If I said to you I think there might be little green men! That is a conspiracy theory. If wikileaks put out document showing the government has for years been negotiating with green space aliens am I still a conspiracy theorist?
In Iowa I wrote nice pleasant picture and word books about the history and heritage of the state. In 1983 the Sutherland Printing Company issued new brochure claiming to be the publisher of all my works and four years and five attorney later they were verified by the court system of Iowa.
In my case the Sutherland Printing Company now calling itself Sutherland Publishing Company submitted a single typewritten sheet of paper that state I owed them $20,000. The document was unsigned. I had $11,000 worth of cancelled checks and receipts, the judge ruled I owed $20,000. It was such a kangroo court that my young inexperience attorney the only one left out of five asked for a mistrial; Judge Dan F Morrison told her: “You try that and I will have you up on charges.”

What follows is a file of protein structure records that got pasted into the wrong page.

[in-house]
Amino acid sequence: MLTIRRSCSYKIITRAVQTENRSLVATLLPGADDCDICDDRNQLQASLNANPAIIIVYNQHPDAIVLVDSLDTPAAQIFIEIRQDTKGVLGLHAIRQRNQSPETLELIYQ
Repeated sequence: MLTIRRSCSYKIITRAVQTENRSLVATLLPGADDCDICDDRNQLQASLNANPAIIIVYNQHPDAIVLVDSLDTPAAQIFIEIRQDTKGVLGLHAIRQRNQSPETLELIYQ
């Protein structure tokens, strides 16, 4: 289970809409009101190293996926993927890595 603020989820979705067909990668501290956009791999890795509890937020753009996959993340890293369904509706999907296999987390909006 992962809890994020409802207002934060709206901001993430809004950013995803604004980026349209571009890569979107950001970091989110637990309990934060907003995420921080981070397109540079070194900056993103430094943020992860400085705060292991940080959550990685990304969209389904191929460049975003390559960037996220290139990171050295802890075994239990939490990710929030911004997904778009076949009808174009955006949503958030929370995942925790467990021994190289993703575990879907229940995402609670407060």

Jim Ahern identified C.M. Manly, city attorney of Grinnell, as the judge buyer, the fixer if you wanted to take care of any trial in the state.  I took my case all the way thru the Iowa Supreme only to have them uphold the lower court decision. I am the only publisher in the history of the International Standard Book Numbering system to have a court dismiss it as proof of who a publisher was. Conspiracy anyone?

3. Your work has been controversial and even blacklisted in some circles. Why has it received such harsh criticism?
Don’t they all hate you when you are right? I never expected the kind of push back I got from the University of Iowa where Bill Casey the long-time publisher of The Daily Iowan told a journalism faculty member. “You know you were seen taking to John Zielinski, you know you can get fired for that.”